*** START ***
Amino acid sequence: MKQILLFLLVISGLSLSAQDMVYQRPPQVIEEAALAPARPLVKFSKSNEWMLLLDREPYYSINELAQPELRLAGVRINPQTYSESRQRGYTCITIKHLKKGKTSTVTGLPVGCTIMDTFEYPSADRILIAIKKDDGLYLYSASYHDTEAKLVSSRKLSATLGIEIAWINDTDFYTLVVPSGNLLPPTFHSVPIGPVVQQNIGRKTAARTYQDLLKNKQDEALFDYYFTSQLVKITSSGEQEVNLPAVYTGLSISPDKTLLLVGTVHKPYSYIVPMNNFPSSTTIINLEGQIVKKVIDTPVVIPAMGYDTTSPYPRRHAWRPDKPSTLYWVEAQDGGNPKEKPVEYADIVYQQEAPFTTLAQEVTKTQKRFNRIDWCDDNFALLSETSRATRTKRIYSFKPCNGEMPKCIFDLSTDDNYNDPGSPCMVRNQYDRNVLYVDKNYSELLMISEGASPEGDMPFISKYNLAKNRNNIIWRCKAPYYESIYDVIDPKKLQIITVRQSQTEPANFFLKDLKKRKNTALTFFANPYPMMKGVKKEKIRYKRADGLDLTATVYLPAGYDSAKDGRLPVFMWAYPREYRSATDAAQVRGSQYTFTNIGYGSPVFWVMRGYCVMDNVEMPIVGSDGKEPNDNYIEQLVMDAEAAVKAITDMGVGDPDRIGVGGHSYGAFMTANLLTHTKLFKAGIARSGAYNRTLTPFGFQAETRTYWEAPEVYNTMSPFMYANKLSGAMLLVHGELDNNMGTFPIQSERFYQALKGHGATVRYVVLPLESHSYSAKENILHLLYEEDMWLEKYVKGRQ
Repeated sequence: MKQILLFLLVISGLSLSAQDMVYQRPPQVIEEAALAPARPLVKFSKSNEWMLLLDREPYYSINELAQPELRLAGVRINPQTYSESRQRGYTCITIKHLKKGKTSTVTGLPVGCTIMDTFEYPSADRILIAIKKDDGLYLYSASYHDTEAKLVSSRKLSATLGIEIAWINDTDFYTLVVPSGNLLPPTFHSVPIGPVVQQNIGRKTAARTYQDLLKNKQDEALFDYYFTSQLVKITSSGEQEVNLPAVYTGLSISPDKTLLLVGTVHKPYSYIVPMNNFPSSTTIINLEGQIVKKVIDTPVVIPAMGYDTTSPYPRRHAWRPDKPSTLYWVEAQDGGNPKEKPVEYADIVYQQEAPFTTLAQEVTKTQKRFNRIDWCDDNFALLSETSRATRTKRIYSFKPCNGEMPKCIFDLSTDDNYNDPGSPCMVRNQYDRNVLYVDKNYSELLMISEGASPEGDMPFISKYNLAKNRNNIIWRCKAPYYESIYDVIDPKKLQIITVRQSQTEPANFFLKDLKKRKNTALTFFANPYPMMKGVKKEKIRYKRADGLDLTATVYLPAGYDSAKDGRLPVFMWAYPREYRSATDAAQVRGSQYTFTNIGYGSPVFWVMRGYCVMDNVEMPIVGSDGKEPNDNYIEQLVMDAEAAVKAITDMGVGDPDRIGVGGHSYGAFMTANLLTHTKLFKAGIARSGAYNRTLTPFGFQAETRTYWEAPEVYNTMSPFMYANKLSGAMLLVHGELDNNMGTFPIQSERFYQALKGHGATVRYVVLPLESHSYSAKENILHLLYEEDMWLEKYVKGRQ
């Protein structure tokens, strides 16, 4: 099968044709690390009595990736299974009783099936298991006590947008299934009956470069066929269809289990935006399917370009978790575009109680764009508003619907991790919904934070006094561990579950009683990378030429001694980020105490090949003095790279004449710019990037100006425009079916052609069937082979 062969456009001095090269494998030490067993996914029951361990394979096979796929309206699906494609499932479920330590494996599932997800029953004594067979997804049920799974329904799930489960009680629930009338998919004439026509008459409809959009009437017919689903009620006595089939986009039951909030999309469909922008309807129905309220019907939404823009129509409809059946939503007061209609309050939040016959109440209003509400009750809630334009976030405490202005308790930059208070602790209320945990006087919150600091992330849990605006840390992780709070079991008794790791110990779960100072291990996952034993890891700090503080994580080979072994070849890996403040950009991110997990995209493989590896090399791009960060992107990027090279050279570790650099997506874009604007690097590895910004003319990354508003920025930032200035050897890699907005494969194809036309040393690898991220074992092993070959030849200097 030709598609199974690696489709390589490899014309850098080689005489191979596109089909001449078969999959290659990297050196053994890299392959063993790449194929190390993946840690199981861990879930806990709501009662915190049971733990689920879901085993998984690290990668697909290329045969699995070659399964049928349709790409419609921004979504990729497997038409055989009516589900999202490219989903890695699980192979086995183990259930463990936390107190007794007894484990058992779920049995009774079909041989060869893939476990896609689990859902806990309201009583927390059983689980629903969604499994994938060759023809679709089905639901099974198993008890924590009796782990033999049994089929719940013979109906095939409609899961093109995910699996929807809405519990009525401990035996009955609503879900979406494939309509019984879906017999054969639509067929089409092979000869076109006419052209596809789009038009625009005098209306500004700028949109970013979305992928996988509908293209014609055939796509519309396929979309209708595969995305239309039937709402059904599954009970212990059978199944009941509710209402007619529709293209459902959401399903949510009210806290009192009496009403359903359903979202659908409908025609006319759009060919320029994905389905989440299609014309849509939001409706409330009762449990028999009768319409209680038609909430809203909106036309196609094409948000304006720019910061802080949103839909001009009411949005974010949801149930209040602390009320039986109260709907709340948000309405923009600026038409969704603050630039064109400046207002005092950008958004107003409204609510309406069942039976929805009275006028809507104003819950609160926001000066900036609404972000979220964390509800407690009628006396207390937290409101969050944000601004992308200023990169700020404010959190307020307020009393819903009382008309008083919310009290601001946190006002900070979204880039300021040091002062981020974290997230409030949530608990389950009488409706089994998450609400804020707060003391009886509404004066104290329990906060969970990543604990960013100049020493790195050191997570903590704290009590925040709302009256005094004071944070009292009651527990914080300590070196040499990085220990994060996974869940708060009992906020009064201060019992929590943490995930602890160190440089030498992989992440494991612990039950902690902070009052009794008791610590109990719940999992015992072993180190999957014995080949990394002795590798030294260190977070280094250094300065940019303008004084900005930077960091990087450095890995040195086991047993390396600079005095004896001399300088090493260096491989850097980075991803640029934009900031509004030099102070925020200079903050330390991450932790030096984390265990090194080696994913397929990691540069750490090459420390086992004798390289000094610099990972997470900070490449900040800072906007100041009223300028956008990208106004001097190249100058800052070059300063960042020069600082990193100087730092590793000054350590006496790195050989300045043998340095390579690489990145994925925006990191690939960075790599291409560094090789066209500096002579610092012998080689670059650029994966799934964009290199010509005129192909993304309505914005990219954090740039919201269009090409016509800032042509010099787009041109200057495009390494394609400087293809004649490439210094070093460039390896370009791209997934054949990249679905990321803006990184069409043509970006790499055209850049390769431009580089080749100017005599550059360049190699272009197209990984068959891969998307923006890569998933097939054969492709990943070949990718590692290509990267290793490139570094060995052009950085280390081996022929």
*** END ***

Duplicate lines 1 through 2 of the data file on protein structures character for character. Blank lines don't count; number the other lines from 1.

Amino acid sequence: MKQILLFLLVISGLSLSAQDMVYQRPPQVIEEAALAPARPLVKFSKSNEWMLLLDREPYYSINELAQPELRLAGVRINPQTYSESRQRGYTCITIKHLKKGKTSTVTGLPVGCTIMDTFEYPSADRILIAIKKDDGLYLYSASYHDTEAKLVSSRKLSATLGIEIAWINDTDFYTLVVPSGNLLPPTFHSVPIGPVVQQNIGRKTAARTYQDLLKNKQDEALFDYYFTSQLVKITSSGEQEVNLPAVYTGLSISPDKTLLLVGTVHKPYSYIVPMNNFPSSTTIINLEGQIVKKVIDTPVVIPAMGYDTTSPYPRRHAWRPDKPSTLYWVEAQDGGNPKEKPVEYADIVYQQEAPFTTLAQEVTKTQKRFNRIDWCDDNFALLSETSRATRTKRIYSFKPCNGEMPKCIFDLSTDDNYNDPGSPCMVRNQYDRNVLYVDKNYSELLMISEGASPEGDMPFISKYNLAKNRNNIIWRCKAPYYESIYDVIDPKKLQIITVRQSQTEPANFFLKDLKKRKNTALTFFANPYPMMKGVKKEKIRYKRADGLDLTATVYLPAGYDSAKDGRLPVFMWAYPREYRSATDAAQVRGSQYTFTNIGYGSPVFWVMRGYCVMDNVEMPIVGSDGKEPNDNYIEQLVMDAEAAVKAITDMGVGDPDRIGVGGHSYGAFMTANLLTHTKLFKAGIARSGAYNRTLTPFGFQAETRTYWEAPEVYNTMSPFMYANKLSGAMLLVHGELDNNMGTFPIQSERFYQALKGHGATVRYVVLPLESHSYSAKENILHLLYEEDMWLEKYVKGRQ
Repeated sequence: MKQILLFLLVISGLSLSAQDMVYQRPPQVIEEAALAPARPLVKFSKSNEWMLLLDREPYYSINELAQPELRLAGVRINPQTYSESRQRGYTCITIKHLKKGKTSTVTGLPVGCTIMDTFEYPSADRILIAIKKDDGLYLYSASYHDTEAKLVSSRKLSATLGIEIAWINDTDFYTLVVPSGNLLPPTFHSVPIGPVVQQNIGRKTAARTYQDLLKNKQDEALFDYYFTSQLVKITSSGEQEVNLPAVYTGLSISPDKTLLLVGTVHKPYSYIVPMNNFPSSTTIINLEGQIVKKVIDTPVVIPAMGYDTTSPYPRRHAWRPDKPSTLYWVEAQDGGNPKEKPVEYADIVYQQEAPFTTLAQEVTKTQKRFNRIDWCDDNFALLSETSRATRTKRIYSFKPCNGEMPKCIFDLSTDDNYNDPGSPCMVRNQYDRNVLYVDKNYSELLMISEGASPEGDMPFISKYNLAKNRNNIIWRCKAPYYESIYDVIDPKKLQIITVRQSQTEPANFFLKDLKKRKNTALTFFANPYPMMKGVKKEKIRYKRADGLDLTATVYLPAGYDSAKDGRLPVFMWAYPREYRSATDAAQVRGSQYTFTNIGYGSPVFWVMRGYCVMDNVEMPIVGSDGKEPNDNYIEQLVMDAEAAVKAITDMGVGDPDRIGVGGHSYGAFMTANLLTHTKLFKAGIARSGAYNRTLTPFGFQAETRTYWEAPEVYNTMSPFMYANKLSGAMLLVHGELDNNMGTFPIQSERFYQALKGHGATVRYVVLPLESHSYSAKENILHLLYEEDMWLEKYVKGRQ